/raid1/www/Hosts/bankrupt/CAR_Public/990217.MBX              C L A S S   A C T I O N   R E P O R T E R

            Wednesday, February 17, 1999, Vol. 1, No. 9


AMAGASKI POLLUTION: Japanese Suit to be Settled Out of Court
CITIZENS UTILITY: Offers Nogales Residents $500,000 for Outages
DATASTREAM SYSTEMS: Berger & Montague File Suit in South Carolina
EXXON CORP.: Deadline for Spill Claims Extended
GENCOR INDUSTRIES: Bashian Firm Files Complaint in Florida

GUN MANUFACTURERS: City of Akron Explores Gun Violence Costs
GUNTHER INTERNATIONAL: Posts Positive Third Quarter Earnings
HOLOCAUST VICTIMS: Germany Discusses Slave Labor Fund                       
HOLOCAUST VICTIMS: Efforts to Make Victims' Recoveries Tax Free
HOLOCAUST VICTIMS: 12 German Firms Agree to Establish $1.7B Fund

LERNOUT & HAUSPIE: Lowey Dannenberg File Complaint in New York
LLOYDS OF LONDON: Names Widen Litigation Net, Suing US Attorneys
PAN AM 103: Libya Agrees to Bring Bombing Suspects to Trial
SAIPAN LABORERS: Milberg Weiss Prepares Three Class-Action Suits
TOBACCO LITIGATION: UK Suits Adjourned at Plaintiffs' Request

TOBACCO LITIGATION: Union Health & Welfare Funds Going to Trial


AMAGASKI POLLUTION: Japanese Suit to be Settled Out of Court
Nine companies in an air pollution suit lasting more than a
decade have decided to pay at least 2 billion yen in compensation
to patients and families of deceased victims in a court-brokered
compromise, judiciary sources said Monday, according to a Kyodo
News release from Kobe.  

It will be the first settlement of a suit over air pollution in
Japan that has been settled before a district court ruling.  The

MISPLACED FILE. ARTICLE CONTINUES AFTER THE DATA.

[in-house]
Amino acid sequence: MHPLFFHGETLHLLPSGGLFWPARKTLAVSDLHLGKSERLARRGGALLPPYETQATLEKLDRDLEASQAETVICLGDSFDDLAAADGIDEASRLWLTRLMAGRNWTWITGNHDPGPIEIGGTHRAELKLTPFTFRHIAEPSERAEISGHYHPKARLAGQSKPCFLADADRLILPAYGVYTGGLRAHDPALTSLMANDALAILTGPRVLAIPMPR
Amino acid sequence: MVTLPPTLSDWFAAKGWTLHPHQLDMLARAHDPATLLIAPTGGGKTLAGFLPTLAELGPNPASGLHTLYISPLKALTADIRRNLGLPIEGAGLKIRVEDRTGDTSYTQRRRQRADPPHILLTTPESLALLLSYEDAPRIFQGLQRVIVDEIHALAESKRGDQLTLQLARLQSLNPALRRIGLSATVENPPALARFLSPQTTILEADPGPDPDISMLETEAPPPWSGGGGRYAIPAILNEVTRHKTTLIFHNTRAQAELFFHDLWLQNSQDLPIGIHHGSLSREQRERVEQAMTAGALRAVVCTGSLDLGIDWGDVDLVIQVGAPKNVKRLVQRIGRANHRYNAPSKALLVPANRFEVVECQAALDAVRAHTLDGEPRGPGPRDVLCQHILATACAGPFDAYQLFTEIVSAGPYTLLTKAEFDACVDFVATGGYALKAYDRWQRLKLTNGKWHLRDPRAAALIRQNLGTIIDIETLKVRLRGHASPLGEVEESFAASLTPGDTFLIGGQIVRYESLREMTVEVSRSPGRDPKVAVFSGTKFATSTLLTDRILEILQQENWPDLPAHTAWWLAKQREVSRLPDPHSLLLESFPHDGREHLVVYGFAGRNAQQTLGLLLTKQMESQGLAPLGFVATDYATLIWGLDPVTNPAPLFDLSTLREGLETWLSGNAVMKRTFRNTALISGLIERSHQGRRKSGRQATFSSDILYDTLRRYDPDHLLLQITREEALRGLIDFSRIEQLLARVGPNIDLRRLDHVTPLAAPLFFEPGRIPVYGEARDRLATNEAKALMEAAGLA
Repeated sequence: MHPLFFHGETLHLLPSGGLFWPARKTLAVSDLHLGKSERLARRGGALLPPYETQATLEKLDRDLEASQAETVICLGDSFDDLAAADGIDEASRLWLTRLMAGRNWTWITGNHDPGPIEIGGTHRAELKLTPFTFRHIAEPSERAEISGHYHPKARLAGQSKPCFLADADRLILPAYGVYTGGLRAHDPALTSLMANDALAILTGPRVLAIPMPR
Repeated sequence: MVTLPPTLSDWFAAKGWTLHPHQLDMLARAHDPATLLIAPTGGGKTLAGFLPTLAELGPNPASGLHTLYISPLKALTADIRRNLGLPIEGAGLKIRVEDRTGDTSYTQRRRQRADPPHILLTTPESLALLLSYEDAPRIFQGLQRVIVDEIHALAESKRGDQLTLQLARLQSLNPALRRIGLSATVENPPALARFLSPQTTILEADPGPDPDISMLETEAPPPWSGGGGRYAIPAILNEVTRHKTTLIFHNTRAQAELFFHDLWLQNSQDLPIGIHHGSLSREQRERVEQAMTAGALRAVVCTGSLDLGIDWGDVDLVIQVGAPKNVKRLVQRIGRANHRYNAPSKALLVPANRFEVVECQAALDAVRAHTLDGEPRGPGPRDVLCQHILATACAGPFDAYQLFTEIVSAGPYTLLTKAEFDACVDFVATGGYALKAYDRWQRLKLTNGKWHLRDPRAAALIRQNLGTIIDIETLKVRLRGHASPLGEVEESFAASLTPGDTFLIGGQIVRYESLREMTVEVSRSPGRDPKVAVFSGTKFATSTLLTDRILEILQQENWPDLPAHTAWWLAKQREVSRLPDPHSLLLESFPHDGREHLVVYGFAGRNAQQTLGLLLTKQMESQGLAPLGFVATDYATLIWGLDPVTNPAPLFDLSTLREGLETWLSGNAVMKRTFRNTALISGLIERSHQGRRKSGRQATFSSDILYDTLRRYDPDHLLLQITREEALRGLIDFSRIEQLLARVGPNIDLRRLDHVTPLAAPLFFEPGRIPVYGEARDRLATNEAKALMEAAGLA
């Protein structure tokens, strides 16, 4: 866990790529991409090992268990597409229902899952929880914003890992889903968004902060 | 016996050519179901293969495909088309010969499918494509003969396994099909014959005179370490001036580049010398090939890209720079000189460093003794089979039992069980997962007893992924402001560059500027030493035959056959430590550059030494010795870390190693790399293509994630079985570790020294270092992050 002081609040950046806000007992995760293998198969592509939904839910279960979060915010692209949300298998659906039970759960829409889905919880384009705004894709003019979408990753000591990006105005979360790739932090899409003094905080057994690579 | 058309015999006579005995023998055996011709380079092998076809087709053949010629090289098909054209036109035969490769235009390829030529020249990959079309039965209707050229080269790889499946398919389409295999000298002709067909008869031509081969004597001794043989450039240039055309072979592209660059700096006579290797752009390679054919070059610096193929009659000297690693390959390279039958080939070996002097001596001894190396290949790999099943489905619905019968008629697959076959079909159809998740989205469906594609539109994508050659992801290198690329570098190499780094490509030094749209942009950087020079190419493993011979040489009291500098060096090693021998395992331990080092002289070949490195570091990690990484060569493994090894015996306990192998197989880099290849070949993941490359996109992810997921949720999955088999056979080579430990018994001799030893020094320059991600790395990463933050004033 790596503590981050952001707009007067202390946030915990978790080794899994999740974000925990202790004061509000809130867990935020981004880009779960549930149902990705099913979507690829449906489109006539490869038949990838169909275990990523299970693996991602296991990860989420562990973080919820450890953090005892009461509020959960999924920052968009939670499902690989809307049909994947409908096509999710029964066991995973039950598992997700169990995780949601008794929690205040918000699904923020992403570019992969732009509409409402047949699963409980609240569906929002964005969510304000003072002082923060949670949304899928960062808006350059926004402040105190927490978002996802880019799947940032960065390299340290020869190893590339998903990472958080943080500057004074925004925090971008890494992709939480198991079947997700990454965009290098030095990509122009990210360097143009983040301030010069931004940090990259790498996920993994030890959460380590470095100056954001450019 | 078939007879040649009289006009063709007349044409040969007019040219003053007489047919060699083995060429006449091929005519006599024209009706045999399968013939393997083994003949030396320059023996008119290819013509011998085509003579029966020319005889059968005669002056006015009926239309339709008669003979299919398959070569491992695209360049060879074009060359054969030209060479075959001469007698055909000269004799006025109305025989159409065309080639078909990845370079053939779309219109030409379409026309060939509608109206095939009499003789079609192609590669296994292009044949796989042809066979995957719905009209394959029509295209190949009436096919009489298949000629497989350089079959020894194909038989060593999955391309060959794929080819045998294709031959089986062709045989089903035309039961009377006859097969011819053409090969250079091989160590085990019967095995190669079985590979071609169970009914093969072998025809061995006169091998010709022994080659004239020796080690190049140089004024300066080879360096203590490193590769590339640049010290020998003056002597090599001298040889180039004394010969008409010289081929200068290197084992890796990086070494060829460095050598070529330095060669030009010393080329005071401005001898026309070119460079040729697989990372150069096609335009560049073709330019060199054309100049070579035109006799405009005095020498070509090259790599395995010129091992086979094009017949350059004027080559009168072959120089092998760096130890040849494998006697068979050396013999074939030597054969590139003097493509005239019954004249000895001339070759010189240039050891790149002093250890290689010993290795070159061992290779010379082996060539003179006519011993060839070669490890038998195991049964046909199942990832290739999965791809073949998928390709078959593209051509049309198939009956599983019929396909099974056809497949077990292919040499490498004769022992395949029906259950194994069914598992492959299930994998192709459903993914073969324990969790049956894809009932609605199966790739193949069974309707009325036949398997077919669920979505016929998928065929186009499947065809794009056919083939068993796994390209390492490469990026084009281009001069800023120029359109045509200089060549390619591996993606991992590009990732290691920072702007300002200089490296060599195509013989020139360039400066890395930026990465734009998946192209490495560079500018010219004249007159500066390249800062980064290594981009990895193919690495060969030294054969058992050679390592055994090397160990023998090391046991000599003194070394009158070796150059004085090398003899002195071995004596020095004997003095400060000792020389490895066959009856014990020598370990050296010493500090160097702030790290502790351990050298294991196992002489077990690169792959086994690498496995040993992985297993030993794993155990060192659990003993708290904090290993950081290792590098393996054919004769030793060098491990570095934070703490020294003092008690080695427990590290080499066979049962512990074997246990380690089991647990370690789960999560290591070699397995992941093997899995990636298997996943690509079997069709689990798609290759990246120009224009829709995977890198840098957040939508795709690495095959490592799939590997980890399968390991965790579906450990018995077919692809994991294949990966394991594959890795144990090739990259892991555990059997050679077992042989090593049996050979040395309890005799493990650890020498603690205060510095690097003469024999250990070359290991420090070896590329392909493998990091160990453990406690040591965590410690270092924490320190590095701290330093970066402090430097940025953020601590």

settlement will be made at the Kobe District Court on Wednesday.

In the dispute, 379 officially recognized patients of diseases
caused by air pollution and families of dead victims in
Amagasaki, Hyogo Prefecture, demanded  the government, Hanshin
Expressway Public Corp. and nine companies pay a total 9.2
billion yen in damages.

The plaintiffs will negotiate with the central government and the
public corporation later to settle the case, Kyodo sources said.  
As plaintiffs have grown old and some of the original plaintiffs
have died during the long-running trial, they hoped for early
settlement of the case, the sources said.

Although the district court was scheduled to conclude the hearing
March 26, the nine companies may have decided to settle since
they were expected to lose the suit as many other companies
facing air pollution suits have, Kyodo's sources explained.  

Four hundred and seventy-two officially recognized patients of
diseases caused by air pollution and 11 bereaved families filed a
suit with the court in December 1988.  Seven years later, another
14 patients and one bereaved family also filed a suit with the
court.  About 120 of the plaintiffs have since died.

Kansai Electric Power Co., one of the nine companies, intends to